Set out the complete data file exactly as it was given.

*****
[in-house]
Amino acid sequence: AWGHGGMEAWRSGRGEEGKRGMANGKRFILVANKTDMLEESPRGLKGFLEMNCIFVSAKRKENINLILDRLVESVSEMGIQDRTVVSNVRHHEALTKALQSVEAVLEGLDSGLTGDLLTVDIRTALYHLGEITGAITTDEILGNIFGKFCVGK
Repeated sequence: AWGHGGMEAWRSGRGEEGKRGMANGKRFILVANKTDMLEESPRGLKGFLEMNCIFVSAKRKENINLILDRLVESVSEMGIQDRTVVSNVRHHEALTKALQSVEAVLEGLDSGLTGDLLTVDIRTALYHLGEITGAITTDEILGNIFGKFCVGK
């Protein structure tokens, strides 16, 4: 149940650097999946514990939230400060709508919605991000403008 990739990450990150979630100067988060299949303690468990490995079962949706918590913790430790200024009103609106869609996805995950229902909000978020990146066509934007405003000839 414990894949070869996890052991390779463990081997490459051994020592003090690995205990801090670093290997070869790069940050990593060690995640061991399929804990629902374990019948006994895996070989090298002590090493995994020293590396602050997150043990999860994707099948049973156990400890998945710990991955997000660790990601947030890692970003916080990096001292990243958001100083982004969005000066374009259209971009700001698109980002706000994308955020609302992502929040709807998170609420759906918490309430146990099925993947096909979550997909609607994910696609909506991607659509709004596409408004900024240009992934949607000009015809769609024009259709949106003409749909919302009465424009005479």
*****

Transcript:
[in-house]
Amino acid sequence: AWGHGGMEAWRSGRGEEGKRGMANGKRFILVANKTDMLEESPRGLKGFLEMNCIFVSAKRKENINLILDRLVESVSEMGIQDRTVVSNVRHHEALTKALQSVEAVLEGLDSGLTGDLLTVDIRTALYHLGEITGAITTDEILGNIFGKFCVGK
Repeated sequence: AWGHGGMEAWRSGRGEEGKRGMANGKRFILVANKTDMLEESPRGLKGFLEMNCIFVSAKRKENINLILDRLVESVSEMGIQDRTVVSNVRHHEALTKALQSVEAVLEGLDSGLTGDLLTVDIRTALYHLGEITGAITTDEILGNIFGKFCVGK
């Protein structure tokens, strides 16, 4: 149940650097999946514990939230400060709508919605991000403008 990739990450990150979630100067988060299949303690468990490995079962949706918590913790430790200024009103609106869609996805995950229902909000978020990146066509934007405003000839 414990894949070869996890052991390779463990081997490459051994020592003090690995205990801090670093290997070869790069940050990593060690995640061991399929804990629902374990019948006994895996070989090298002590090493995994020293590396602050997150043990999860994707099948049973156990400890998945710990991955997000660790990601947030890692970003916080990096001292990243958001100083982004969005000066374009259209971009700001698109980002706000994308955020609302992502929040709807998170609420759906918490309430146990099925993947096909979550997909609607994910696609909506991607659509709004596409408004900024240009992934949607000009015809769609024009259709949106003409749909919302009465424009005479």